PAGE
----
March 12, 2021
Market update - Gold yields to long-term bonds
by Joe Mazumdar
In the past few weeks, we witnessed the critical relationship between long-term inflation-adjusted U.S. treasuries’ (10-yr TIPS) yields and the gold price in action, and why this phenomenon has become the focus of investors’ demand (ETFs).
Gold fell significantly (US$180/oz) as the yield on the 10-yr TIPS rose 120 basis points (bps) to 0.60% in March 2020, when the pandemic took a foothold in North America, only to rebound 35-40% to a nominal all-time high of US$2,069 per ounce in early August when rates fell over 60 bps to -1.0%, (Fig. 1). A recent spike in the 10-yr TIPs (+40 bps) broke through gold’s support level of US$1,700 per ounce.
The spike in long-term bond yields was underpinned by higher inflationary expectations, now forecast to exceed the implied rate derived from the US 10-year TIPS’ rate (3% vs. <2%).
The US Federal Reserve Chairman recently said that “the economy is a long way from our employment and inflation goals, and it is likely to take some time for substantial further progress to be achieved. Therefore, it appears that the Federal Reserve will keep rates low for at least another 9-12 months. But the market is definitely not in agreement with the Chairman, (Fig. 2).
Q4/20 gold demand was the lowest in over a decade
According to the World Gold Council, quarterly demand for gold has averaged ~35 million ounces over the past decade, (Fig. 3). When yields spiked in the final quarter of 2020, it reached its lowest level (~25 Moz) since the Global Financial Crisis of 2008.
Although jewelry manufacturing accounts for about half of the global demand, investment products/securities (ETF) have become the marginal demand that drives the gold price up or down.
ETF demand, which can be negative, was as high as 40-45% in Q2/20. The tide turned by the end of the year with the first quarterly net outflow in more than two years triggered by the jump in bond yields. Outflows continue to date as ETF demand is down 6% year-on-year in 2021, led by US funds.
Mine supply rebounded in the final half of 2020
The average quarterly global gold supply is 36 million ounces, with 26 million or ~70% sourced from mining, (Fig. 4).
The COVID-19 pandemic dropped mining production to under 25 million ounces in Q2/20, but it recovered quickly to 28 million ounces on average in the second half of the year. Over the same period, recycled gold averaged 11.4 million ounces (+1 Moz than the decade average) to take advantage of the higher gold price.
Production shortfalls offset by higher prices
The shortfalls in mining production were more than offset by a higher realized gold price in 2020 for precious metal companies, (Fig. 5). The average gold price was up 24-25% year-on-year, from US$1,435 to US$1,786 per ounce. Meanwhile, the individual companies’ realized gold prices increased between 25 and 28%.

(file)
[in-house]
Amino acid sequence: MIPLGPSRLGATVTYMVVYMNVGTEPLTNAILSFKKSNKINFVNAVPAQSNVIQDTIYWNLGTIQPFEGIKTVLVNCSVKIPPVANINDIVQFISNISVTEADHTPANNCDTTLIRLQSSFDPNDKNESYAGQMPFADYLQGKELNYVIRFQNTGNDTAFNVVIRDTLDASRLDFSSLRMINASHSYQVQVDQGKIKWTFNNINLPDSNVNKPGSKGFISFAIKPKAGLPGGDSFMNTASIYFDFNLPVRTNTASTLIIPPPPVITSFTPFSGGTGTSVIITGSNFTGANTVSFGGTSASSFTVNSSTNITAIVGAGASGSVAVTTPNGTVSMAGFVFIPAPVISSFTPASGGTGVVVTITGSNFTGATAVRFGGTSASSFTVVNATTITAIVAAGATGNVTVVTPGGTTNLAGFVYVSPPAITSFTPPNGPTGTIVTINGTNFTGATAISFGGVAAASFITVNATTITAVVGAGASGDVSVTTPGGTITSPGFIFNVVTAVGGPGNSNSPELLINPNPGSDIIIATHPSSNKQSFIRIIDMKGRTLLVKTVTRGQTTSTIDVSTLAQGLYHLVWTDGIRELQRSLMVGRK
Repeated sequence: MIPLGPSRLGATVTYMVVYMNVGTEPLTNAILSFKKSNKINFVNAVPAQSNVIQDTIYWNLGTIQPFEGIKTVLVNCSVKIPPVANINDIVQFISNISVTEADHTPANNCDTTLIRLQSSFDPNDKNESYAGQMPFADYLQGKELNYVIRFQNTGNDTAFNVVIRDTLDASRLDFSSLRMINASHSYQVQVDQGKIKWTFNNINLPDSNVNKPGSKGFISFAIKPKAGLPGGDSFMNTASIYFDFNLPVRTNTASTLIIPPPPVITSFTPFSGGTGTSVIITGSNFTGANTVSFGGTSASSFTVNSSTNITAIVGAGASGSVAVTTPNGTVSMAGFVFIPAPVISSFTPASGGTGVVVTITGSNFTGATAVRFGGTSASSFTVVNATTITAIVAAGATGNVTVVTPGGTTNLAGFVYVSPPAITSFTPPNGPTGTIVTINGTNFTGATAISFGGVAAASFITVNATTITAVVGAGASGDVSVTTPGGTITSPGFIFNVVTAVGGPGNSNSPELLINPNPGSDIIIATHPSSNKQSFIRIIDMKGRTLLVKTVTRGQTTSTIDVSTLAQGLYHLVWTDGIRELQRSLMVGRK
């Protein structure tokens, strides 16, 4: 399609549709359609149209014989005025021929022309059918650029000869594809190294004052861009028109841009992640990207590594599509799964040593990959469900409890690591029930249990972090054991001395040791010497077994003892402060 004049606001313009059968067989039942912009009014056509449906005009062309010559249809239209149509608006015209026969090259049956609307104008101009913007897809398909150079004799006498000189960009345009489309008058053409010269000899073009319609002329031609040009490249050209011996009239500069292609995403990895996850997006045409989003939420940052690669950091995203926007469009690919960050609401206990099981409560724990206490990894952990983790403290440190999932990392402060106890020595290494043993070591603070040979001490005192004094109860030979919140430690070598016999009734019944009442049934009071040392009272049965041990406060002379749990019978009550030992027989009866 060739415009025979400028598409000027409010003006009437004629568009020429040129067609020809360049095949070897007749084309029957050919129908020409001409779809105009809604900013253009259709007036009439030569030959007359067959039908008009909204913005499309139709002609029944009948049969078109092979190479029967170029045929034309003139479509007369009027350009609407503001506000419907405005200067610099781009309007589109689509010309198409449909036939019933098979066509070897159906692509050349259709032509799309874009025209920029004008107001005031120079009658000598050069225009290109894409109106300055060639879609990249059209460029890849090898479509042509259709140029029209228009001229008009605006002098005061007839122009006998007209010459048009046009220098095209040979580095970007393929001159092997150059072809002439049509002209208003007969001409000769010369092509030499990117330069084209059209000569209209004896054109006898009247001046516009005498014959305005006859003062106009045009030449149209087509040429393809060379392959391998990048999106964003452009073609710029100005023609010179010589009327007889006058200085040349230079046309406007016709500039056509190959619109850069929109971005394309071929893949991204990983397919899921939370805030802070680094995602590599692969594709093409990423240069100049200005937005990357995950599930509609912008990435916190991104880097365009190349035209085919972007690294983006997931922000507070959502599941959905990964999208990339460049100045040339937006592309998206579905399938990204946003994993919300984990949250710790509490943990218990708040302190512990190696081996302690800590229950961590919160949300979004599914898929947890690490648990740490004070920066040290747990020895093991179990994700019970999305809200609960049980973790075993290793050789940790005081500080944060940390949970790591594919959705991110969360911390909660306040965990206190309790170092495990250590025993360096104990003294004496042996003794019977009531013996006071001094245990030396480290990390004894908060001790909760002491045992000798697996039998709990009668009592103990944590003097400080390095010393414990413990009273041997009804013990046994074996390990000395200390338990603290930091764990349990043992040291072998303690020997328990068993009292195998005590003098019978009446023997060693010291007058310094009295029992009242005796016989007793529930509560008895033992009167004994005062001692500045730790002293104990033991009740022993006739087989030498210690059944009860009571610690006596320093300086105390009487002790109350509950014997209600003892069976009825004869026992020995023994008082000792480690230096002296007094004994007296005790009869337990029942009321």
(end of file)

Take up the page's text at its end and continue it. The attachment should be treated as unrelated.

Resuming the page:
The free cash flow generated by the increase enabled many companies to add to their treasury while simultaneously lowering debt levels, (Fig. 6). The average net cash position of a selected group of 24 precious metal companies was negative US$88 million, with 40% having positive positions.
Conservative price assumptions filter through higher-margin assets
Part of the reason for the high level of cash flow generation is the margins. Although the gold price is up over 50% since a 2015 low, average gold prices used to calculate reserves are up only 15-20%, (Fig. 7).
In 2015, the difference between the actual and reserve gold price was <US$10 per ounce, whereas it currently sits at US$400 per ounce and higher for some majors that use a reserve price of US$1,250 per ounce.
Gold prices used to model resources (Measured, Indicated and Inferred) tend to be less conservative. In 2015, they were US$200 per ounce higher than the actual gold price. Currently, the assumption is about US$300 per ounce lower.
Investors still didn’t care
Although most precious metal producers generated enough free cash flow to pay down debt and increase dividend payouts, on average, these same companies did not outperform the gold price in 2020 and are down 15-20% in 2021 year-to-date, (Fig. 8).
Funded junior gold explorers with catalysts may outperform producers
Yet, overall, given the amount of funds raised by junior companies over the past 15 months, junior explorers may have a window to outperform producers, (Fig. 9). Equity financing transactions directed to gold juniors flourished in the summer of 2020, while non-gold juniors tended to dominate the final quarter of the year (300 transactions, U$1.5 B).
The funds have enabled juniors to finance exploration programs and other catalysts for the next field season. The vast majority of companies generating drilling results have gold assets since this type constitutes 75-80% of a total ~270 distinct projects, (Fig. 10). The Exploration Insights’ portfolio current open positions are no different and weighted towards non-cash flowing precious metal juniors, most of which are well funded for their next round of catalysts.
The market’s concerns about inflation and the impact on bond yields may continue to weigh on precious metals and their producers. If the market continues to push down the share prices of companies with quality assets, I may consider adding new positions, similar to this time last year.